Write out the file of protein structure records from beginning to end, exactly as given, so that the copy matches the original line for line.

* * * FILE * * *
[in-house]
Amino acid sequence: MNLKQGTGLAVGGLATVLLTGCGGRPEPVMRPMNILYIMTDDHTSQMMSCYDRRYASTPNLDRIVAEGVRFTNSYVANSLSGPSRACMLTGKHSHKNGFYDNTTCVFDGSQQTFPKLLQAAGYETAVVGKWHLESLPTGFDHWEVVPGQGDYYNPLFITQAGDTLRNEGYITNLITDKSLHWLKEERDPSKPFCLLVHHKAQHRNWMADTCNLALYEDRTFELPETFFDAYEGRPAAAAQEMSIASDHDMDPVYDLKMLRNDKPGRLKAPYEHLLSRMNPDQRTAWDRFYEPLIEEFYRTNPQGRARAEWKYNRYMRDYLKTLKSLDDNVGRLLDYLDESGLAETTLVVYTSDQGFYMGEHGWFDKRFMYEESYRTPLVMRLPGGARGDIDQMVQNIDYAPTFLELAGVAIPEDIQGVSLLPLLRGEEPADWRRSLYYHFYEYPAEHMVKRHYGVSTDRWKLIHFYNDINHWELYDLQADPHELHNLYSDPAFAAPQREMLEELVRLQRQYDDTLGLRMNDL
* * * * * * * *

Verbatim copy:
[in-house]
Amino acid sequence: MNLKQGTGLAVGGLATVLLTGCGGRPEPVMRPMNILYIMTDDHTSQMMSCYDRRYASTPNLDRIVAEGVRFTNSYVANSLSGPSRACMLTGKHSHKNGFYDNTTCVFDGSQQTFPKLLQAAGYETAVVGKWHLESLPTGFDHWEVVPGQGDYYNPLFITQAGDTLRNEGYITNLITDKSLHWLKEERDPSKPFCLLVHHKAQHRNWMADTCNLALYEDRTFELPETFFDAYEGRPAAAAQEMSIASDHDMDPVYDLKMLRNDKPGRLKAPYEHLLSRMNPDQRTAWDRFYEPLIEEFYRTNPQGRARAEWKYNRYMRDYLKTLKSLDDNVGRLLDYLDESGLAETTLVVYTSDQGFYMGEHGWFDKRFMYEESYRTPLVMRLPGGARGDIDQMVQNIDYAPTFLELAGVAIPEDIQGVSLLPLLRGEEPADWRRSLYYHFYEYPAEHMVKRHYGVSTDRWKLIHFYNDINHWELYDLQADPHELHNLYSDPAFAAPQREMLEELVRLQRQYDDTLGLRMNDL